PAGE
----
(L-R) Dr Andrew Ferrone, Head of Luxembourg's IPCC delegation; Dr Claudia Hitaj, advisor to Luxembourg's Environment Ministry; Tobi Oladiran, doctorate researcher at Uni.lu; Anne-Marie McHugh, moderator; Credit: Steve Eastwood

On the evening of Wednesday 15 November 2023, the British Chamber of Commerce for Luxembourg's (BCC) Sustainability Group held a "COP28 Warm-Up" event, in collaboration with St George's International School in Luxembourg-Hamm.

The findings of a recent report on climate change set the tone for this event, which featured guest speakers Dr Andrew Ferrone, Dr Claudia Hitaj and Tobi Oladiran.

Dr Andrew Ferrone, who leads Luxembourg's delegation on the Intergovernmental Panel on Climate Change (IPCC) and heads the Meteorological Department at ASTA, presented the key findings of the IPPC's Sixth Assessment Report, which concludes that "there is a rapidly closing window of opportunity to limit global warming to 1.5C to ensure a liveable and sustainable future for all". Dr Ferrone highlighted the immediate effects of climate change, presented projected changes in decades to come and discussed the benefits of reducing global emissions. "COP28 presents a unique opportunity for a fundamental course correction at the global level in the common flight against climate change," he said.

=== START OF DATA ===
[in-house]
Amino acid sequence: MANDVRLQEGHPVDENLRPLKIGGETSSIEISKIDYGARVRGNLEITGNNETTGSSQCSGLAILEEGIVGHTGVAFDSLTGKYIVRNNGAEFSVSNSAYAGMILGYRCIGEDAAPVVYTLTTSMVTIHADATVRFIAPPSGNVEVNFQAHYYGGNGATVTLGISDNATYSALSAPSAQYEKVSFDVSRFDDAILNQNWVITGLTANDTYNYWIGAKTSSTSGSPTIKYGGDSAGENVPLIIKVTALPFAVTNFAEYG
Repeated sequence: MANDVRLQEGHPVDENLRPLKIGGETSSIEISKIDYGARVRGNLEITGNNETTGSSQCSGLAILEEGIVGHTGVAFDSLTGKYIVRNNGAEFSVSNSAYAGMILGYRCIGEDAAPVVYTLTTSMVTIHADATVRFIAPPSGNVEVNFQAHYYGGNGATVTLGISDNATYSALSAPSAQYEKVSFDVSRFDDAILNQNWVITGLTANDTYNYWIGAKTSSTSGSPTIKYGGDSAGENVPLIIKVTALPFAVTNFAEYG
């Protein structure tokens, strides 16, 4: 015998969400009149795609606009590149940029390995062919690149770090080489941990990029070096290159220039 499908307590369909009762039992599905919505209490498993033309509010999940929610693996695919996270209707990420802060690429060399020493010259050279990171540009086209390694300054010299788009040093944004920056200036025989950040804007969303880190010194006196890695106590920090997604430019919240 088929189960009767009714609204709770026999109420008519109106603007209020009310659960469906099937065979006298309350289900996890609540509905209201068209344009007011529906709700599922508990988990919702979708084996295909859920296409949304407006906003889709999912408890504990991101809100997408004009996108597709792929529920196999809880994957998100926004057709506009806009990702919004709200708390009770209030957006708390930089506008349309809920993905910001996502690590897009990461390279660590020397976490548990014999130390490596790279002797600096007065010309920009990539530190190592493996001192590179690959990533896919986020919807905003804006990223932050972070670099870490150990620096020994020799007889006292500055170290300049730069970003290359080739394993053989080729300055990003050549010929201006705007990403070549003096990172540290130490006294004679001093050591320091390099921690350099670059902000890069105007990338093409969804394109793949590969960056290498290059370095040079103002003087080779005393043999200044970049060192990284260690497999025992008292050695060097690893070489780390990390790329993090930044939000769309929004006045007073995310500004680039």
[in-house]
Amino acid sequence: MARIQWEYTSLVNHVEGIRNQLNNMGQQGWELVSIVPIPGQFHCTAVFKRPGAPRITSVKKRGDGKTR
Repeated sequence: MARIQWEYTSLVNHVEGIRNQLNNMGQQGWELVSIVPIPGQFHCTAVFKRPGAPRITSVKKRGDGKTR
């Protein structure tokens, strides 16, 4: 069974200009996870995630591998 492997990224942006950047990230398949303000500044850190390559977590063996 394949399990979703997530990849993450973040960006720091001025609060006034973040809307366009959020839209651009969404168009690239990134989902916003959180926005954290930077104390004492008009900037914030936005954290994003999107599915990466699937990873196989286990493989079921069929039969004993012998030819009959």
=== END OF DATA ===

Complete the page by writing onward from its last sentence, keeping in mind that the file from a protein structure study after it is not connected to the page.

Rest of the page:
The event also included a panel discussion on the outcomes that are deemed necessary from the United Nations conference in Dubai from 30 November to 12 December 2023 for urgent action on climate change to be delivered. 

Joining Dr Ferrone on the panel were Dr Claudia Hitaj, advisor at Luxembourg's Ministry of the Environment, Climate and Sustainable Development, who highlighted human rights and the engagement of civil society, and Tobi Oladiran, doctorate researcher for sustainable finance at the University of Luxembourg, who addressed planning for the Loss and Damage Fund created after COP27. 

St George's Sustainability Coordinator Anne-Marie McHugh said the well-attended event gave the audience much to think about: "2023 looks likely to be the hottest year on record. Global boiling is here, but we have the power to make a difference. The IPCC report taught us that behaviour change can dramatically reduce global emissions by 40-50%. Our students were reminded of how they can have a voice at COP28."

Sarah Battey, BCC Vice-Chair and Chair of the BCC Sustainability Working Group, said it was important for the organisation to be part of such events: "As a business chamber we have a clear responsibility to raise awareness and help our members progress in all areas of sustainability. This event was a fantastic opportunity to highlight environmental issues and show how businesses and individuals across all generations can do their part."

At the end of the evening, a collection of postcards designed by St George's students and containing their messages of hope for the future was presented to Dr Hitaj to pass on to policy-makers at COP28.